22 July 2022

Australia’s A$56 billion protein sector holds the key to the future of global food security.

Over the last two years, the COVID-19 pandemic has spotlighted the issue of global food security. Growing world populations are also increasing the demand for protein, which can no longer be sourced sustainably through animals alone.

One solution being explored is ‘alternative proteins’, which will be critical in the future of food and food security.

Australia has a major role to play in shaping this future. In March 2022, CSIRO released Australia's Protein Roadmap, with the support of Austrade and other industry partners. The Roadmap identifies a A$13 billion technology-led protein investment opportunity for Australia.

Alternative proteins the answer to food security

Australia’s Protein Roadmap shows that the future of global food security will rely heavily on global access to proteins. The world will need to produce around 60% more food to feed an expected 9.7 billion people by 2050. To feed rising populations, the global demand for protein is expected to increase by 20% between 2018 and 2025. 

To add to the issue, 75% of the world’s food is produced from just five animals and 12 plants. The global pandemic has reminded us that our reliance on such a small number of food sources makes our food system more vulnerable to supply chain disruptions, diseases and weather.

This means the world must produce more protein, more sustainably, and from more sources.

Thankfully, Australia’s A$56 billion protein sector provides a strong foundation for the country to pave the way forward. This includes a thriving alternative proteins ecosystem, which supplies both Australian and overseas customers.

A$13bn investment opportunity in Australian protein

Australia offers vast opportunities for investors to tap into the ever-growing protein market. Leveraging over 100 years of agriculture innovation, Australia is shaping the future of food through technological advances across a range of industries. These include traditional livestock, plant proteins, precision fermentation, cellular meat and novel proteins (insects, algae).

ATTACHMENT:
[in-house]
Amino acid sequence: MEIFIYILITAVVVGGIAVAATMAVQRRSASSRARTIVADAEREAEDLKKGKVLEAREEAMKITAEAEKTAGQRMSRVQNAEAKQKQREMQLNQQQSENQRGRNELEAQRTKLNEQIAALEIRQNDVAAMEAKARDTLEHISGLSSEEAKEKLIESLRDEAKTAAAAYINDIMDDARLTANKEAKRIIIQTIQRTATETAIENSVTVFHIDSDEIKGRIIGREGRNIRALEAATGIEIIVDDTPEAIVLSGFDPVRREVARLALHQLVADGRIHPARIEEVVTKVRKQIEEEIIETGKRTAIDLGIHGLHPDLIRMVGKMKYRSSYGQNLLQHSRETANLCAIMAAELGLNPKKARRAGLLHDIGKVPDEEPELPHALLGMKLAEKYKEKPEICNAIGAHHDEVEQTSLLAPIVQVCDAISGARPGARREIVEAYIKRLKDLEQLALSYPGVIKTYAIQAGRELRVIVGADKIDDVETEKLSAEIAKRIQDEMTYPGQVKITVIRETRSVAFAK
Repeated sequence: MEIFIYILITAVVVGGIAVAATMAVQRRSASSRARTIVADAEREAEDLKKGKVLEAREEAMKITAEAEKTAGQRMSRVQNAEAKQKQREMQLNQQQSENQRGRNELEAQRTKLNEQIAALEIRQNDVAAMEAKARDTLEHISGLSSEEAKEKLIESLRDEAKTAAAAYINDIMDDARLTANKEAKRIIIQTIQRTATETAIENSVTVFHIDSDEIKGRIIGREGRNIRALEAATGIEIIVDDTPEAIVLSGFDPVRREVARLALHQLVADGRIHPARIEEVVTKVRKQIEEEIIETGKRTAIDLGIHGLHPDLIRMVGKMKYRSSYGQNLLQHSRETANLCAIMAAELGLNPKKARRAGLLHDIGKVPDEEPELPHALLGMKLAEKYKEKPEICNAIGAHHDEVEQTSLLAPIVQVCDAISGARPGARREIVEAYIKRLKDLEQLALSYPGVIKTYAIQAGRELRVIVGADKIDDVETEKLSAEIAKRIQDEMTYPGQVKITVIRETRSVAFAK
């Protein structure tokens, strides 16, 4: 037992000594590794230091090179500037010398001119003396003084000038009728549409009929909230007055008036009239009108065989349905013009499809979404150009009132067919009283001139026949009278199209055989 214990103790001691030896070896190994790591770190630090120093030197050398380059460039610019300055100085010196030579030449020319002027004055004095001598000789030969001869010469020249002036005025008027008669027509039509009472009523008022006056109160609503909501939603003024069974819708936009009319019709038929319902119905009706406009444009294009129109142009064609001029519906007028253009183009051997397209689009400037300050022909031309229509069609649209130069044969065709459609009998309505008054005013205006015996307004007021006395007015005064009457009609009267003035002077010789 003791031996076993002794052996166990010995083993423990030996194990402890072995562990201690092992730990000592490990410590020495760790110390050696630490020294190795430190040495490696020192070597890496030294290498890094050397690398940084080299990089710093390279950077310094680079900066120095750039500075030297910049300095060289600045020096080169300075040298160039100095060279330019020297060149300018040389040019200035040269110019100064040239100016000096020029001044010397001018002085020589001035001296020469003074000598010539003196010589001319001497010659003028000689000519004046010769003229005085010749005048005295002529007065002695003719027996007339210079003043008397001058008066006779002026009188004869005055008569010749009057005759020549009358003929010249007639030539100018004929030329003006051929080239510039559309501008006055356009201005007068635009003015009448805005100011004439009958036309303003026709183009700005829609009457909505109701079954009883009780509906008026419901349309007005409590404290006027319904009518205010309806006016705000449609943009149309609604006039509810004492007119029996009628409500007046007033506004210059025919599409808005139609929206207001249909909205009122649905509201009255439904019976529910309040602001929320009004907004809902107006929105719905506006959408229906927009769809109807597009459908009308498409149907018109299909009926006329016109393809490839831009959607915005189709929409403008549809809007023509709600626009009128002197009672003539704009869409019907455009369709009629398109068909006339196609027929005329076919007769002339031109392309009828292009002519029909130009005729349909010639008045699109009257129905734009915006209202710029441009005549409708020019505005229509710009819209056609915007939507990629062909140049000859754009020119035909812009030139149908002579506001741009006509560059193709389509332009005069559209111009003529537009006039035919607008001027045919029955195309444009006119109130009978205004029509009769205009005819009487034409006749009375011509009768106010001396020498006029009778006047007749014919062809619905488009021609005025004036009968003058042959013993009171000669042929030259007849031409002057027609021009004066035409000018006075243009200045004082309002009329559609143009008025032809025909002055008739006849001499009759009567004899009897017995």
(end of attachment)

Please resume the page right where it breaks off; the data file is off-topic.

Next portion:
Looking to the future, Australia is set to offer a A$13 billion technology-led protein investment opportunity by 2030.

Australia poised to be a leader in plant proteins

Plant-based proteins have become a leading alternative to traditional proteins. Global plant-based protein markets are growing rapidly, as more consumers seek healthy and ethical substitutes to animal-based products.

With a highly regarded grains, pulses and legumes industry, combined with world-leading R&D systems, Australia is poised to become a global leader in plant-based proteins. CSIRO estimates that, with technology-led innovation, Australia’s A$140 million plant-based protein sector could grow to $9 billion by 2030.

Australia is also the world’s third fastest-growing market for plant-based foods. Food Frontier data shows that in2019–20, Australia’s plant-based meat sector generated A$185 million insales. This is up 32% from A$140 million in 2018–19.

To keep up with this market growth, startups and large corporates from around the world are investing in Australia. They are also scaling manufacturing and distribution operations across the country.

For example, Danish company Naturli’ Foods is building a vegan manufacturing plant in New South Wales. US agrifood giant Bunge has invested A$45.7 million in Australian Plant Proteins – a company that produces and supplies protein isolate powders. There are already 488 agritech startups in Australia and 15 agri-focused accelerators and incubators. 

Meanwhile, companies such as Future Feed demonstrate how innovations within Australia’s livestock protein sector are enabling animal protein to be supplied in more sustainable ways.

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